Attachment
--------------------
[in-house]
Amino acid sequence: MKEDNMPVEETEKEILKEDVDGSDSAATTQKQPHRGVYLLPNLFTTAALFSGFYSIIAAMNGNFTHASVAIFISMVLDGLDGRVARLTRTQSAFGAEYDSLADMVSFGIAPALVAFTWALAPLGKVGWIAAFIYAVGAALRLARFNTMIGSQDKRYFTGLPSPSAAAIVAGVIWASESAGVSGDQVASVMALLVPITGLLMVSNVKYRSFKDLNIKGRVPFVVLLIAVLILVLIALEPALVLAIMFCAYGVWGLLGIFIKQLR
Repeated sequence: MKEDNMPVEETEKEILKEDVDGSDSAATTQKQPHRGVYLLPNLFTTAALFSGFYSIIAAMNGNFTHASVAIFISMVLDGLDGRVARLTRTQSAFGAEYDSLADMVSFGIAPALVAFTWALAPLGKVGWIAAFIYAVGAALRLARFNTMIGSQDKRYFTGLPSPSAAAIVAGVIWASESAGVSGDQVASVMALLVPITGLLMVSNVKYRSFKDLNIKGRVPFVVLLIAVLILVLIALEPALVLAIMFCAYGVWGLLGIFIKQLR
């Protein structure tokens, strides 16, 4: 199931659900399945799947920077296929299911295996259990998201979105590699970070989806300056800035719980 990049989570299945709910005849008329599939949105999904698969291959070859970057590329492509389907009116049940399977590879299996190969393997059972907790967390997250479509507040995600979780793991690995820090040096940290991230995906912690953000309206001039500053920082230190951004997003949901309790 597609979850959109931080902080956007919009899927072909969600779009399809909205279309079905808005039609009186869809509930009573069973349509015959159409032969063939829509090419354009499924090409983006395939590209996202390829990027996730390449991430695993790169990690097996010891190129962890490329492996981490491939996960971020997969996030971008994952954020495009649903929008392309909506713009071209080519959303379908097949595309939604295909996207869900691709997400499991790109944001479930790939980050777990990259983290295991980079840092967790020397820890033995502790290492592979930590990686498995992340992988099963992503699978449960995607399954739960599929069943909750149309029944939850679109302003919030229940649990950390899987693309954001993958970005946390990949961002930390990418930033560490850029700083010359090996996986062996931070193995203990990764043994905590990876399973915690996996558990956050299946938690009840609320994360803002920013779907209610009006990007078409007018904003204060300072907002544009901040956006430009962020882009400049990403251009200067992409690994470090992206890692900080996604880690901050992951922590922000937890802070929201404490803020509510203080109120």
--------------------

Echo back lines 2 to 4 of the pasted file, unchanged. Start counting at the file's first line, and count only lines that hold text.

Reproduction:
Amino acid sequence: MKEDNMPVEETEKEILKEDVDGSDSAATTQKQPHRGVYLLPNLFTTAALFSGFYSIIAAMNGNFTHASVAIFISMVLDGLDGRVARLTRTQSAFGAEYDSLADMVSFGIAPALVAFTWALAPLGKVGWIAAFIYAVGAALRLARFNTMIGSQDKRYFTGLPSPSAAAIVAGVIWASESAGVSGDQVASVMALLVPITGLLMVSNVKYRSFKDLNIKGRVPFVVLLIAVLILVLIALEPALVLAIMFCAYGVWGLLGIFIKQLR
Repeated sequence: MKEDNMPVEETEKEILKEDVDGSDSAATTQKQPHRGVYLLPNLFTTAALFSGFYSIIAAMNGNFTHASVAIFISMVLDGLDGRVARLTRTQSAFGAEYDSLADMVSFGIAPALVAFTWALAPLGKVGWIAAFIYAVGAALRLARFNTMIGSQDKRYFTGLPSPSAAAIVAGVIWASESAGVSGDQVASVMALLVPITGLLMVSNVKYRSFKDLNIKGRVPFVVLLIAVLILVLIALEPALVLAIMFCAYGVWGLLGIFIKQLR
């Protein structure tokens, strides 16, 4: 199931659900399945799947920077296929299911295996259990998201979105590699970070989806300056800035719980 990049989570299945709910005849008329599939949105999904698969291959070859970057590329492509389907009116049940399977590879299996190969393997059972907790967390997250479509507040995600979780793991690995820090040096940290991230995906912690953000309206001039500053920082230190951004997003949901309790 597609979850959109931080902080956007919009899927072909969600779009399809909205279309079905808005039609009186869809509930009573069973349509015959159409032969063939829509090419354009499924090409983006395939590209996202390829990027996730390449991430695993790169990690097996010891190129962890490329492996981490491939996960971020997969996030971008994952954020495009649903929008392309909506713009071209080519959303379908097949595309939604295909996207869900691709997400499991790109944001479930790939980050777990990259983290295991980079840092967790020397820890033995502790290492592979930590990686498995992340992988099963992503699978449960995607399954739960599929069943909750149309029944939850679109302003919030229940649990950390899987693309954001993958970005946390990949961002930390990418930033560490850029700083010359090996996986062996931070193995203990990764043994905590990876399973915690996996558990956050299946938690009840609320994360803002920013779907209610009006990007078409007018904003204060300072907002544009901040956006430009962020882009400049990403251009200067992409690994470090992206890692900080996604880690901050992951922590922000937890802070929201404490803020509510203080109120």